… As at time of writing (30 March 2012) there are several possibilities. Pyongyang might, although it seems unlikely, choose to buckle under the pressure and cancel the launch. Such display of weakness and repudiation of the legacy of the late leader would have unpredictable domestic consequences, and the act of submission would likely encourage the member states of the Beijing group to demand more.  If, however, Pyongyang resists all pressures and proceeds with the launch, either the launch succeeds or it does not. If an “advanced geostationary meteorological satellite” duly takes its place in the skies, the world will face a fait accompli. Despite sanctions and irrespective of its poverty and isolation, North Korea’s claim to a place in the ranks of advanced scientific and industrial powers would be reinforced and, sooner or later, the hostile powers would have to return to the agenda of September 2005: a comprehensive peninsular peace and normalization agenda. If on the other hand the launch is unsuccessful and/or the vehicle breaks up or enters a missile trajectory, North Korea would face considerable loss of face both domestically and heightened hostility internationally, making early resumption of the Six Party talks unlikely. Embattled, it might resume nuclear testing (as it did when the Security Council denounced the failed launch in 2009), the regime’s hold would likely weaken and the “North Korea problem” might become just so much more difficult to resolve.

The merciless stare which almost the entire world fixes upon North Korea is not to be understood solely in rational terms. The stare is less fierce, it is true, in the case of Russia and China, but both on this occasion seem at least to be joining the coalition of the hostile in urging North Korea to cancel the launch and avoid “provocation.” For much of the world, however, the country serves as a kind of ultimate “other.” Over much of the apst half century, and certainly since the end of the Cold War, no country has been so lacking in international sympathy or solidarity. The United States and Japan expect others to condemn North Korea, and it is easy to find cause to condemn and much less likely to cause offence in the global quarters that count than any serious attempt to identify and pursue global powers that are responsible for aggression and abuse on the grand scale. Thus the Government of Australia, having shown no previous interest in peninsular matters and no understanding of the historic context or of the core of legitimacy that encapsulates North Korea’s cry to the world, to declare itself threatened by the imminent launch and to demand it be cancelled is simply a cheap and empty gesture…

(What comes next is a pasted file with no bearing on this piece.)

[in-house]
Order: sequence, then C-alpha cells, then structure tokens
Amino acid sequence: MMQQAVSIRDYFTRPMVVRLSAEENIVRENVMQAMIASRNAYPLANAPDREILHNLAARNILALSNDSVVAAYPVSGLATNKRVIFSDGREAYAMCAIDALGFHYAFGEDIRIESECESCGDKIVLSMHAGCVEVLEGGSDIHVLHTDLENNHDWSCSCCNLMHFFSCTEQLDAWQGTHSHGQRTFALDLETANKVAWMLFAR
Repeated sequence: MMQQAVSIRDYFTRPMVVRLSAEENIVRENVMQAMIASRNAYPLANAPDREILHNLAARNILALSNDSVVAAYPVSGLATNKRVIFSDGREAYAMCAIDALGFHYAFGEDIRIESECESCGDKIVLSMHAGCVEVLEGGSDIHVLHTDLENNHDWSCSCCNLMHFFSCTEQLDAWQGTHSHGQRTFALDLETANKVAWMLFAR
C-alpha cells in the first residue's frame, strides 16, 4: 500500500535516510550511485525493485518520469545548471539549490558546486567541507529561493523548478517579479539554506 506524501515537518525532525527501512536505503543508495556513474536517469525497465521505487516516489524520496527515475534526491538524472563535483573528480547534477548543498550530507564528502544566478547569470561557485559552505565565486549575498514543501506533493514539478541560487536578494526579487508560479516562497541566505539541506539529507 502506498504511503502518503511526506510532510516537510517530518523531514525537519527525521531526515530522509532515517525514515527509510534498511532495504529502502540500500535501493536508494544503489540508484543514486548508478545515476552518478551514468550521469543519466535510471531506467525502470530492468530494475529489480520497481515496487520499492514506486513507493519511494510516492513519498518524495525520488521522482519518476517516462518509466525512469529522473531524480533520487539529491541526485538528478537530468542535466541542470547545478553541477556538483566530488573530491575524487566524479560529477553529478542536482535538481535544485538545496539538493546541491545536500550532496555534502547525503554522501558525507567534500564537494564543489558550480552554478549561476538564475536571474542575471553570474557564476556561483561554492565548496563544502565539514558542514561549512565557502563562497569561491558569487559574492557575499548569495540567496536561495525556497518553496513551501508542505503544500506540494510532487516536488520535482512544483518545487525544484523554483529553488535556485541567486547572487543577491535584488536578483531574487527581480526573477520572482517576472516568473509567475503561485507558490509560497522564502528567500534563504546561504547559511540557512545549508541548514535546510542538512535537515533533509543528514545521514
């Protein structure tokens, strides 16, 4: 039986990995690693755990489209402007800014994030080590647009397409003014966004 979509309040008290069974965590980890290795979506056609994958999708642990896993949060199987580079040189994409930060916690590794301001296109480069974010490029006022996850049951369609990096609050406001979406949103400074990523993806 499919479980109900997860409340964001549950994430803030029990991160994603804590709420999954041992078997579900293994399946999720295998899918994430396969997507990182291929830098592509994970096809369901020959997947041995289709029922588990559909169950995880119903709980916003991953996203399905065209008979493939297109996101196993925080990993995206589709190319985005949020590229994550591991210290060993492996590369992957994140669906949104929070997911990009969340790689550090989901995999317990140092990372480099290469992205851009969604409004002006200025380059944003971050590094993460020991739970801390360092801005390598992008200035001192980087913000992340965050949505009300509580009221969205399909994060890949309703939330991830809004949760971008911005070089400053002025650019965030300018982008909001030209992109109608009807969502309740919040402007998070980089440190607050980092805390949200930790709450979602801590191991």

See the full text of this article here…


Gavan McCormack is an emeritus professor of the Australian National University and a coordinator of The Asia-Pacific Journal. He is author of many books and articles on modern and contemporary East Asia, and many of his articles are accessible on this site. His Target North Korea: Pushing North Korea to the brink of Nuclear Catastrophe, was published in 2004 and translated and published in Japanese and Korean. In 2008 and 2009 he contributed a monthly column to the Seoul daily Kyunghyang shinmoon. His discussion with John Dower of the prospects for 2012 was featured on NHK satellite television as its New Year program (“Kantogen 2012”). His most recent book, co-authored with Satoko Oka Norimatsu, is Islands of Resistance: Okinawa Confronts Japan and the United States, forthcoming, Rowman and Littlefield, July 2012.

Korea, Be a Stabliser for Asian Community!

12 12 2009

Prof. Gavan McCormack, “Re-Constructing Asia” (Kyunghyang Shinmun, 07 Dec. 2009)

Much has changed in the Northeast Asian region in that space of two years. The US-centred, US-dominated world – the time of overwhelming US economic, cultural, and military weight on and in the world – fades before our eyes. Its moral credibility in particular has been eroded by aggressive wars, the practices of torture and indiscriminate killing, and the refusal to abide by the principles of international law. However, while in so many respects the US diminishes in importance, in strategic and military terms it remains paramount. The system of regional alliances linking Japan, South Korea, Australia and the Philippines to the US as hub is anachronistic and only the absurd claim that North Korea is a major threat serves to keep it in place.